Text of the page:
The night of February 26th, I was absolutely restless. I tossed and turned in bed until about 12:30am. I finally got up and started pacing. I was still staying with my parents. My dad woke up when he heard me awake pacing throughout the house. My dad kept me company and talked to me throughout the night. My cramps kept getting worse the more my anxiety increased.
Around 3am I felt the need for comfort. Food and my dad’s company wasn’t quite meeting my needs. Honestly, I wasn’t going to be okay no matter what I did. I wanted my baby to be okay, but she wasn’t. I went down to my parents basement and found the garbage bags full of baby items that we had packed away two days ago. I dug through them in the dark until I found what I was looking for. I started to get frustrated and almost give up… and then I found it. I found Mackenzie’s quilt. The quilt that Alli made for her. The very first gift that Mackenzie received, but would never be able to use. I pulled the quilt out of the bag and hugged it tight. This is exactly what I needed, something to hold.
I headed back upstairs with the quilt in hand. I rested in the recliner chair in the living room and watched Jimmy Carson with my dad. Ever since I had received the news of our baby at the ultrasound, my arms ached. They ached and felt like I had recently carried a ton of bricks. I wasn’t sure if it was a side effect of grief or what exactly, so I did a little research. Apparently, some women experience pain and ache in their arms after a miscarriage. This is because of the psychological longing of wanting to hold their baby. This information gave me comfort. I wasn’t crazy. I was grieving a longing for my baby. Holding the quilt helped immensely. It wasn’t my baby, but it was a tangible item that gave me comfort.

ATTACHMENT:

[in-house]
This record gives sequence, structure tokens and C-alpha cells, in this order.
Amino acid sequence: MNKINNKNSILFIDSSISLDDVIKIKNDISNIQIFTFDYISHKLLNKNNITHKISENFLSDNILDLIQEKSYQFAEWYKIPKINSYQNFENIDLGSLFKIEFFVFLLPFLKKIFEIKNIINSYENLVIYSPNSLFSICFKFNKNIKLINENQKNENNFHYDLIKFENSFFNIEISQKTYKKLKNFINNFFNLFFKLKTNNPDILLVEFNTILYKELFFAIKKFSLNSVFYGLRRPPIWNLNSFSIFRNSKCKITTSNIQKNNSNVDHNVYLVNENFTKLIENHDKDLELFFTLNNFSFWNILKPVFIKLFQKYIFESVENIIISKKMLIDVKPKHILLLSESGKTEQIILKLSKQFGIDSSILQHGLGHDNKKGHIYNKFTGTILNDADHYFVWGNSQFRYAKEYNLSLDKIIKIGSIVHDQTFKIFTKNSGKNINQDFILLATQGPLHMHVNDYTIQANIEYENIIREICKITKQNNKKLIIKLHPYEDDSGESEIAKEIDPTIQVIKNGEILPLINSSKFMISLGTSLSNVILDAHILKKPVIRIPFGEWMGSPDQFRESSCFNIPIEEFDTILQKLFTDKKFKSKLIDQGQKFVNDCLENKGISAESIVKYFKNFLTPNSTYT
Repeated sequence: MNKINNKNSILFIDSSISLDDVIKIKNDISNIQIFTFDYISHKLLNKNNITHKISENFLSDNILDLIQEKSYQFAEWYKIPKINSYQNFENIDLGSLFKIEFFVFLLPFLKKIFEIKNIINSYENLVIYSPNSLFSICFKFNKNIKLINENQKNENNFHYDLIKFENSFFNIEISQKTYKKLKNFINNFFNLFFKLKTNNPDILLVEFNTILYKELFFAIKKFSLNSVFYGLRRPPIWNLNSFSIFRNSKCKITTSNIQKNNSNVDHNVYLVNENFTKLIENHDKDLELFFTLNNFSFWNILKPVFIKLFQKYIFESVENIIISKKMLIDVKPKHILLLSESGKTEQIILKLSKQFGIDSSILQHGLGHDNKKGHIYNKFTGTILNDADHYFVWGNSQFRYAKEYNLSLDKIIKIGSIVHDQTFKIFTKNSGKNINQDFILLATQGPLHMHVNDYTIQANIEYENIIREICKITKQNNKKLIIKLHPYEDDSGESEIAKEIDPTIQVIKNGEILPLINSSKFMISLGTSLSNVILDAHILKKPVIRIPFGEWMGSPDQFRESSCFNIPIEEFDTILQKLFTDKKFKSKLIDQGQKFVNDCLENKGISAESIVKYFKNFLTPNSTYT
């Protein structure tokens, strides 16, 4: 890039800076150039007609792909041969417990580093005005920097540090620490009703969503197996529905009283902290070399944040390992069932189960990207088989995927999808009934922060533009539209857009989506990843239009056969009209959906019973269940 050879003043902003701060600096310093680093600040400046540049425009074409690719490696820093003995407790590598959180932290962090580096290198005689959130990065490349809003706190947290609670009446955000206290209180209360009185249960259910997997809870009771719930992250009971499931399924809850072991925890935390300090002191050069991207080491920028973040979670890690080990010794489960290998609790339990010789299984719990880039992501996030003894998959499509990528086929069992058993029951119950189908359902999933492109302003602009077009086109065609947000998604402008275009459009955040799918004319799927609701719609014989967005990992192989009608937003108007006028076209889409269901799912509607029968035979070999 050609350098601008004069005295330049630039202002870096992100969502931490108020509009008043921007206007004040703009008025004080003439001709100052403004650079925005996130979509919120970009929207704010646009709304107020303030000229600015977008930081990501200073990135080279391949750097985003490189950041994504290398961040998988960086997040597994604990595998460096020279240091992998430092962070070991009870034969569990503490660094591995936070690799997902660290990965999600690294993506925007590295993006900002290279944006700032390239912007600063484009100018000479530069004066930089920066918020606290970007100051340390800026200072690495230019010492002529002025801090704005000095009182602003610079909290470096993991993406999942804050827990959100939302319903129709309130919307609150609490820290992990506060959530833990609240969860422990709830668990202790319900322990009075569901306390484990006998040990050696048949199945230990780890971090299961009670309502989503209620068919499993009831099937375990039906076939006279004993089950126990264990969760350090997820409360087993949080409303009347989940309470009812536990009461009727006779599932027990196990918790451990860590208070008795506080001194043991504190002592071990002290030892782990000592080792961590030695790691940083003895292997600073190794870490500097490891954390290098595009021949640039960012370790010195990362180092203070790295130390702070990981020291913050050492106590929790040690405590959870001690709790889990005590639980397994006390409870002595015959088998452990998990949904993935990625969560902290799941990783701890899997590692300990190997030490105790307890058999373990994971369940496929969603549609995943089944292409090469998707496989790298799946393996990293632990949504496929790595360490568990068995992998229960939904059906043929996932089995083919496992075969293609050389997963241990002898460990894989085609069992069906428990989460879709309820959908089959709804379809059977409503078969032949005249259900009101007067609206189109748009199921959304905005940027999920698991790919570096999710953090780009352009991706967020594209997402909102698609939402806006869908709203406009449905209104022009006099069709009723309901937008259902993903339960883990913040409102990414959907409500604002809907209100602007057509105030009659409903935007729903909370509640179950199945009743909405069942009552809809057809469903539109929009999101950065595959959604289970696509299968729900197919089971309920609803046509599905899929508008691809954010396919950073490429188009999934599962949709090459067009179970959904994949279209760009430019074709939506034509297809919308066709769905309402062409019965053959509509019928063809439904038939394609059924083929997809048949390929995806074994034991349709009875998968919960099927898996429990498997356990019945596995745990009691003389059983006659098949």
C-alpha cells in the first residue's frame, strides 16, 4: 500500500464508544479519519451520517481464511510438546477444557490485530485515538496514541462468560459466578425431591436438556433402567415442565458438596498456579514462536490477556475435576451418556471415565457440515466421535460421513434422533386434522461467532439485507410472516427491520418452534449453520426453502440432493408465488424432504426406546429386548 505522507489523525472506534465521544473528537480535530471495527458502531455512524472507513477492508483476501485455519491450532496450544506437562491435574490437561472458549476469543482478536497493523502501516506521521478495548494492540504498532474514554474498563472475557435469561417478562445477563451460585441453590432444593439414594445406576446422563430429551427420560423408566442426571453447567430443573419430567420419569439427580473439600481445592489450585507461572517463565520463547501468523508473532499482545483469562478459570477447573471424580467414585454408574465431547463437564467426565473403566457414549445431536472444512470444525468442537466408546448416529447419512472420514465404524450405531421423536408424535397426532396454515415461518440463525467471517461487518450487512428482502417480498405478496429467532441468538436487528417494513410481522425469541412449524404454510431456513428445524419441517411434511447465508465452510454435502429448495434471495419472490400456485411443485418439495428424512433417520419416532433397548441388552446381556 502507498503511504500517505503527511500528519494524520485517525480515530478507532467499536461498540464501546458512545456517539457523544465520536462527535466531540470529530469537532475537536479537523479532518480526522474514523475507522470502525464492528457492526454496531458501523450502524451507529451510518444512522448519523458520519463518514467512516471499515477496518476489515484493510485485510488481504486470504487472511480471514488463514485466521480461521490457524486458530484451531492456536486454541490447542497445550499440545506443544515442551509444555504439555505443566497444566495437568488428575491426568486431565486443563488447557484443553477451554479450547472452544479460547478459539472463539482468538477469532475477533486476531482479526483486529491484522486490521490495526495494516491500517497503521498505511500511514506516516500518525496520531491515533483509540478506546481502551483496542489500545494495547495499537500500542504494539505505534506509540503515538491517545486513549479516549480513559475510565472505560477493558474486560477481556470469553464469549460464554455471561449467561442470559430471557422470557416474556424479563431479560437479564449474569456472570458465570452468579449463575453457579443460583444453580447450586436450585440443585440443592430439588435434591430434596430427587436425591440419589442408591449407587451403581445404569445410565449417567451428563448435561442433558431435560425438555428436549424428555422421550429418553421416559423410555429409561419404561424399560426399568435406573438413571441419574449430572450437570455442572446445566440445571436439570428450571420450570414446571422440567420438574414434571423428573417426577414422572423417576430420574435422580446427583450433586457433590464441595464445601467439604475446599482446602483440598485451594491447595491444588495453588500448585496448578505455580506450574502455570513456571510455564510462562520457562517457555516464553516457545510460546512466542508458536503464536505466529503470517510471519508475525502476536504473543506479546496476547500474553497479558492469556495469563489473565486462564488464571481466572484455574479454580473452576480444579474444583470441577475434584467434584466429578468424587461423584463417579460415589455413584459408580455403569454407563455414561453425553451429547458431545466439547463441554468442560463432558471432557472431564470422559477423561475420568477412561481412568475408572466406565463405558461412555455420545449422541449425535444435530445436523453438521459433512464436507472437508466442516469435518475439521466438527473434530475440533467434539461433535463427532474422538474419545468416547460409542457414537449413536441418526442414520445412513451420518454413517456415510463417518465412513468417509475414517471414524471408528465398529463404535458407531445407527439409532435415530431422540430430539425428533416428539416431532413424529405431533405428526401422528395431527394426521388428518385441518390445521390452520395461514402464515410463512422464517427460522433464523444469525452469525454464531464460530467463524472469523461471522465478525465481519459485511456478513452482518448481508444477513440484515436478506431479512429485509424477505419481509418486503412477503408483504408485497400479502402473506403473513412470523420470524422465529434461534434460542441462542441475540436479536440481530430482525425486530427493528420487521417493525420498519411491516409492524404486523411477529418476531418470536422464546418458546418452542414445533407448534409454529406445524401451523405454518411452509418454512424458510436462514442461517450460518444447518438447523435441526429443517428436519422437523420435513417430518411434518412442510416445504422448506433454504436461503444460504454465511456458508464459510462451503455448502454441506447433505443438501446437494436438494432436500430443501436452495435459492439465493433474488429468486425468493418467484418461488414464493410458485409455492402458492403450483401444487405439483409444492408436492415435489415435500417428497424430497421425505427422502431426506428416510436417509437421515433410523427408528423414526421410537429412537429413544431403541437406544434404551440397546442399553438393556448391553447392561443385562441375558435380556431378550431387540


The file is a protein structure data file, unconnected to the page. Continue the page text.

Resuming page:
By 5am I was absolutely miserable. My dad had given me 800 milligrams of ibuprofen and I was still in a boat load of pain. It hurt to sit. It hurt to lay down. It hurt to stand, and it hurt to walk. My cramps were intense and at least at a 8 on the pain scale. Every time I went to the bathroom I feared there would be blood, but there wasn’t. By 5:30am my gut told me to go to the ER. When I had scheduled my surgery the nurse said if my cramps became too painful or I was bleeding uncontrollably then I needed to be seen. So, as my dad got the car ready, I woke up my mom and we headed to the hospital. I called Charles on the way, and scared him out of his sleep. I felt kind of bad. He had two midterms that morning and I didn’t want to be selfish… but I needed him.
My trip to the ER is pretty fuzzy. I remember Charles meeting us there. I remember him holding my hand. I know I had a pelvic exam done and they said my cervix wasn’t dilating yet. I remember it was painful. I got a shot in the arm for my pain and it made me incredibly loopy. I remember the PA talking to me and telling me I was going to have my surgery tomorrow as scheduled. I also saw an ER doctor. He prescribed me Norco for my pain. He told me “Normally, it’s not safe to take when you are pregnant, but since you are not choosing to continue the pregnancy, it’s the best option.” His words hurt me. I wasn’t choosing to go forward with the pregnancy. Excuse me? I didn’t have a choice in any of this.
Even though it’s all a blur, the biggest thing that sticks out in my mind about the ER visit is prayer. I was furious with God. I had developed a hatred for Him and how He took away my baby… but at the same time I needed him. I was scared. I didn’t want to live this life but also didn’t want this pain anymore. I wanted God to either kill me or get me through because I couldn’t do this on my own. My faith was shaken but it wasn’t gone completely. I needed God to get me through this because I felt literally everything slipping out of my control.